8. Let the Dutch oven stand, uncovered, out of the oven for 15 minutes before serving. The orzo will continue to soak up the broth as it stands.

  9. While you're waiting, chop the parsley. Stir in ¼ cup, and then sprinkle over a little more. You could shred the chicken now, but it looks so wonderful in its pot I like to bring it to the table whole.

  10. Place a dish by the Dutch oven, and then pull the chicken gently apart with a couple of forks, removing any bones and skin that come loose to the dish. (For me, these bits are a particular treat: I live for the cartilage.) I find it easiest to do this while the chicken's still in the pot but, if you prefer, you can try and remove it to a cutting board; go carefully as it's likely to fall to pieces a bit as you do so. Stir the chicken and orzo again and ladle into bowls, sprinkling with parsley as you go. You may also want to offer Parmesan to grate over: I prefer it without, but there is a strong pro-Parmesan contingent in my house.


Although this isn't easily scale-downable, in light of the fact that a whole chicken has the starring role, I do often make a version of it for a soothing solo supper. For this, you don't need the oven, as it's frankly easier to cook it all on the stove; you could, of course, cook the recipe proper on the stove and not in the oven, but I find there is more evaporation of the flavorsome liquid that way. Anyway, get out a small saucepan that comes with a tightly fitting lid, heat 1 teaspoon of olive oil, and put a large chicken thigh (bone-in and skin-on) in it, skin-side down, and let it fry for a good 10 minutes over medium heat until it's golden brown. While that's happening, peel and finely dice a smallish carrot, slice a small leek, or half a large one, and peel a fat clove of garlic.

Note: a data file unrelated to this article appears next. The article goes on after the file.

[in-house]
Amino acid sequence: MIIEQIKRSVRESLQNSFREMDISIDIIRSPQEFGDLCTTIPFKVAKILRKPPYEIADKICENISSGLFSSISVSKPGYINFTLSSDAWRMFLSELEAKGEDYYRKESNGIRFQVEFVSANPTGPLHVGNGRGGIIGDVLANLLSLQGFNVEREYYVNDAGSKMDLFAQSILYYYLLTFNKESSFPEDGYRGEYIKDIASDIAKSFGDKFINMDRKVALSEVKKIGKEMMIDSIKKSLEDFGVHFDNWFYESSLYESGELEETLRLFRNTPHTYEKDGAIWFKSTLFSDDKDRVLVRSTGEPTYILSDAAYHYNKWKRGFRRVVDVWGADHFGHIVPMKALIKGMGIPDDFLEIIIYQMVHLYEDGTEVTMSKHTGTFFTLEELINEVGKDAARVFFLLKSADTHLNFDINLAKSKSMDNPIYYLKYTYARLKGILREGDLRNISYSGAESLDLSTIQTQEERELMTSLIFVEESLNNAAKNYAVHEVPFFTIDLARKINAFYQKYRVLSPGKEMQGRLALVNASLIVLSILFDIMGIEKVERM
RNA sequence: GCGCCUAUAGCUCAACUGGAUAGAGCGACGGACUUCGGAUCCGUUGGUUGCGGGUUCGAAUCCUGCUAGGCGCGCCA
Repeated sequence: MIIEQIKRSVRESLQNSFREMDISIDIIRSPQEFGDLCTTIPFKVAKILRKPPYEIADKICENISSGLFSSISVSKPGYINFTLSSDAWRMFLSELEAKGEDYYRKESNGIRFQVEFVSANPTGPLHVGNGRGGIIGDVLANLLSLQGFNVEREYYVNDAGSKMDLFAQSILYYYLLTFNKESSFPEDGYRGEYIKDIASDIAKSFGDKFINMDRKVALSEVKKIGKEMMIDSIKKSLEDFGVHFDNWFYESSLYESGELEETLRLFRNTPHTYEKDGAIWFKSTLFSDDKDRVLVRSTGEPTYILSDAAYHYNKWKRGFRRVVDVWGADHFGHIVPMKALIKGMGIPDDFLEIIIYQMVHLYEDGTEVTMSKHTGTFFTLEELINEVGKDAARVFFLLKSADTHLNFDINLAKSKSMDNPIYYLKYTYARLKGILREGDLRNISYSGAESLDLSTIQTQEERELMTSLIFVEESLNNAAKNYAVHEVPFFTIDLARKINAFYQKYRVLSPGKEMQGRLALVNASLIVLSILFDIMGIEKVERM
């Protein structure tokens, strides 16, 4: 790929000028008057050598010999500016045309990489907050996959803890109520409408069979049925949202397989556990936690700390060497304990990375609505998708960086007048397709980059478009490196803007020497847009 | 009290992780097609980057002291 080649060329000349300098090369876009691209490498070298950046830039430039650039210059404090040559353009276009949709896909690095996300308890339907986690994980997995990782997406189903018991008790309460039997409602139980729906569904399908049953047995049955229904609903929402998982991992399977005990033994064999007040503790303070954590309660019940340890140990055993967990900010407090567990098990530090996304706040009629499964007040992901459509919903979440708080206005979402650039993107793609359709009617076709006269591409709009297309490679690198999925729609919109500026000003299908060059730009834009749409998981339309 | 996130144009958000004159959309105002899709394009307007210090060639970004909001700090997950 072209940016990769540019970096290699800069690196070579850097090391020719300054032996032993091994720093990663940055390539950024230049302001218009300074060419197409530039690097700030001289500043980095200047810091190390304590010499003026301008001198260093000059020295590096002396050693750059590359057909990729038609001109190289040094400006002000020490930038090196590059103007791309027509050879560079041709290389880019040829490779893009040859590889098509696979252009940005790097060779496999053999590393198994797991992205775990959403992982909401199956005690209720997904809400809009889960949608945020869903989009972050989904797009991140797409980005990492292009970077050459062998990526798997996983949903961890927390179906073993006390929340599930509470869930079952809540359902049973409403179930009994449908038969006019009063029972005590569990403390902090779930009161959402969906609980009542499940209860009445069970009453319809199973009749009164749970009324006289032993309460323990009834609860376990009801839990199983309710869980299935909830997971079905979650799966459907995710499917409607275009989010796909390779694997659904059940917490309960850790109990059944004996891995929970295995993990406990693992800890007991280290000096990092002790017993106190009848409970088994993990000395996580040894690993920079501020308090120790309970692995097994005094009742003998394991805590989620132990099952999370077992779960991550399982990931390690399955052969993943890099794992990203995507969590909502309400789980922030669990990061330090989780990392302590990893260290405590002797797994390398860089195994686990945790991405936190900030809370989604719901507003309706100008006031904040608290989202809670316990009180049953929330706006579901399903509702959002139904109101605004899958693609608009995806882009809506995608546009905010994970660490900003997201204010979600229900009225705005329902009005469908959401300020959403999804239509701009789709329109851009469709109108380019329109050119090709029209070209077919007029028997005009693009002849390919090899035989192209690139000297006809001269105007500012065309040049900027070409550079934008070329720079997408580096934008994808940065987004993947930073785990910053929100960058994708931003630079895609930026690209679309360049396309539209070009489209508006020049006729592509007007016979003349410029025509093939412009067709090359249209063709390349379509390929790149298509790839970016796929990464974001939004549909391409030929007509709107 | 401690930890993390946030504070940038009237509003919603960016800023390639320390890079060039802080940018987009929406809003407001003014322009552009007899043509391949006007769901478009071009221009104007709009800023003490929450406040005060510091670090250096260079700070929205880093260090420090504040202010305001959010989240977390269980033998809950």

Once the chicken skin has browned, take the pan off the heat, turn the chicken thigh skin-side up and finely grate the zest of half a lemon into the pan, then mince or grate the garlic in as well, followed by ½ teaspoon of dried tarragon or thyme. Add the prepared carrot and leek, and pour 2 cups of light chicken broth over, though this doesn't have to be homemade. (You don't get enough flavor from one chicken thigh cooked for a relatively short time to be able to use water alone.) Add a pinch of red pepper flakes, and ½ teaspoon of flaky sea salt or kosher salt (or ¼ teaspoon of fine sea salt) unless the broth you're using is salty enough, give a bit of a stir, and put back on the heat, this time at high, and bring to a boil.

Once it starts bubbling, clamp on a lid and turn the heat to low (or medium low, depending on how big the burner is) and cook at a firm simmer for about 40 minutes. Check that the chicken and cubes of carrot are cooked through; it is as essential that the carrots are soft as it is that the chicken is well cooked. Add ¼ cup of orzo to the pan, making sure it's all submerged, replace the lid, and cook over medium heat for 10–12 minutes until soft. Leave the pan on the stove, with the lid still on but the heat off, for another 10 minutes or so, and then shred the chicken thigh with a couple of forks (the skin will be flabby, so you may want to remove it along with the bones) and decant to a large bowl, adding freshly chopped parsley, some leaves and sprigs of thyme or feathery fresh dill.

Recipe from Cook, Eat, Repeat: Ingredients, Recipes, and Stories by Nigella Lawson. Copyright 2021 Nigella Lawson. Excerpted by permission of Ecco, an imprint of HarperCollins Publishers.